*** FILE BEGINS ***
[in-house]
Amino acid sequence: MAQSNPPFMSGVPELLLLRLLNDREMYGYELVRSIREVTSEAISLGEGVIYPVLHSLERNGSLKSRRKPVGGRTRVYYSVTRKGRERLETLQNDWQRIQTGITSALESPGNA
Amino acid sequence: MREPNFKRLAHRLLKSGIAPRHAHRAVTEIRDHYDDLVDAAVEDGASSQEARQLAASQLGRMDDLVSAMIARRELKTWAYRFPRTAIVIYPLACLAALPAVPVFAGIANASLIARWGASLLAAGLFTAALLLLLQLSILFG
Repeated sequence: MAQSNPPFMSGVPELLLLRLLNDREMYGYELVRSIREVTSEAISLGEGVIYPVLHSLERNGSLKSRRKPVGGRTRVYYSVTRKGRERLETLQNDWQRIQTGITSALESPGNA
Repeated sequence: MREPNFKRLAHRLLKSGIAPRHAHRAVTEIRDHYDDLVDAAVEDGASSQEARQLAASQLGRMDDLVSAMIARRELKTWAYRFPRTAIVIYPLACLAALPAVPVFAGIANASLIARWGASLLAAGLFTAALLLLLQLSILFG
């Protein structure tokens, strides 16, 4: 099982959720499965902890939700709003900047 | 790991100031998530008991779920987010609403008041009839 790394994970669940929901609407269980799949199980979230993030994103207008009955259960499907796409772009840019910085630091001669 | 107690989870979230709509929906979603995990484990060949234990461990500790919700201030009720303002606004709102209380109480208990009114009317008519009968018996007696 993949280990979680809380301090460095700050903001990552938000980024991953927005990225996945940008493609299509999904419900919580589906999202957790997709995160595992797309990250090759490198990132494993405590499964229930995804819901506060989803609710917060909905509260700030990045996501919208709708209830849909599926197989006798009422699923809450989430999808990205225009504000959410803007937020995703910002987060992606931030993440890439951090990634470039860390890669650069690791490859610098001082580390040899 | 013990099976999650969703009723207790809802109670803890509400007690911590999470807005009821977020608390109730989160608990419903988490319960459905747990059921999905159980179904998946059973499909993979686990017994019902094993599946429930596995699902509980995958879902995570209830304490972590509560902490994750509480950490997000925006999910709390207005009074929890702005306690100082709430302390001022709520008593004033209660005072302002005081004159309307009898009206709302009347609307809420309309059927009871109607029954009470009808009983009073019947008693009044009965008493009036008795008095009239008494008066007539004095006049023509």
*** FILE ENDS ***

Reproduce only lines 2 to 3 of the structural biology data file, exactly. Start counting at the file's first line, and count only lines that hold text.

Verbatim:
Amino acid sequence: MAQSNPPFMSGVPELLLLRLLNDREMYGYELVRSIREVTSEAISLGEGVIYPVLHSLERNGSLKSRRKPVGGRTRVYYSVTRKGRERLETLQNDWQRIQTGITSALESPGNA
Amino acid sequence: MREPNFKRLAHRLLKSGIAPRHAHRAVTEIRDHYDDLVDAAVEDGASSQEARQLAASQLGRMDDLVSAMIARRELKTWAYRFPRTAIVIYPLACLAALPAVPVFAGIANASLIARWGASLLAAGLFTAALLLLLQLSILFG